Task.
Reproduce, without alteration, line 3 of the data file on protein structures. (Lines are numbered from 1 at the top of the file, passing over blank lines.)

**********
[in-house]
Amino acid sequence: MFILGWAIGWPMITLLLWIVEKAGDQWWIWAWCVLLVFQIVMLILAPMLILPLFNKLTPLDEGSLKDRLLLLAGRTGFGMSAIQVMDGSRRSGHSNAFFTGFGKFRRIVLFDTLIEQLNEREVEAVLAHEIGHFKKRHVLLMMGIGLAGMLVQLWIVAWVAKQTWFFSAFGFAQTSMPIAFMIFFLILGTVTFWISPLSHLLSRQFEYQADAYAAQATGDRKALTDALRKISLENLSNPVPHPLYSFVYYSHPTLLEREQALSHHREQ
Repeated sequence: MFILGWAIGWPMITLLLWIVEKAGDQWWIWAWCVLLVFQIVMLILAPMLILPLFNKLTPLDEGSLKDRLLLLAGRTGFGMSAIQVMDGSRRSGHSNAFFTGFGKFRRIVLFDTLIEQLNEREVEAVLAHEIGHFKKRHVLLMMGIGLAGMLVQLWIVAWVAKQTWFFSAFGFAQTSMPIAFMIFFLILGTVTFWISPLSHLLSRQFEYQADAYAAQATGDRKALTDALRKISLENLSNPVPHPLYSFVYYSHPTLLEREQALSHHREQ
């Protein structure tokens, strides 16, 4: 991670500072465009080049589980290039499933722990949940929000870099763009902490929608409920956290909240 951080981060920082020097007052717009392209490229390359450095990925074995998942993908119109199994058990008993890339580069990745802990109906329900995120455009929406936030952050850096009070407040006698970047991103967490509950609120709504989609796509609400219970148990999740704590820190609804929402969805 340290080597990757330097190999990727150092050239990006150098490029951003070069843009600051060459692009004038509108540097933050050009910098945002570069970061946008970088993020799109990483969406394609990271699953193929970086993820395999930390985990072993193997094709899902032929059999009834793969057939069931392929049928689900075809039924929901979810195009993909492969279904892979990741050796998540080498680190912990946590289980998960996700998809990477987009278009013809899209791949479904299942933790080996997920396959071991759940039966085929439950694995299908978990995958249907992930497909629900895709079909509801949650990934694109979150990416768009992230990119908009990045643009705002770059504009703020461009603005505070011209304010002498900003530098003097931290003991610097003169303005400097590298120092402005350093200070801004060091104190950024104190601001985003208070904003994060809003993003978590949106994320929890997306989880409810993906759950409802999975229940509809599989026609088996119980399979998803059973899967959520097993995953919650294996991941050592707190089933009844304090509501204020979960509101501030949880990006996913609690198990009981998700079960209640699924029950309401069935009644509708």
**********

Repeated sequence: MFILGWAIGWPMITLLLWIVEKAGDQWWIWAWCVLLVFQIVMLILAPMLILPLFNKLTPLDEGSLKDRLLLLAGRTGFGMSAIQVMDGSRRSGHSNAFFTGFGKFRRIVLFDTLIEQLNEREVEAVLAHEIGHFKKRHVLLMMGIGLAGMLVQLWIVAWVAKQTWFFSAFGFAQTSMPIAFMIFFLILGTVTFWISPLSHLLSRQFEYQADAYAAQATGDRKALTDALRKISLENLSNPVPHPLYSFVYYSHPTLLEREQALSHHREQ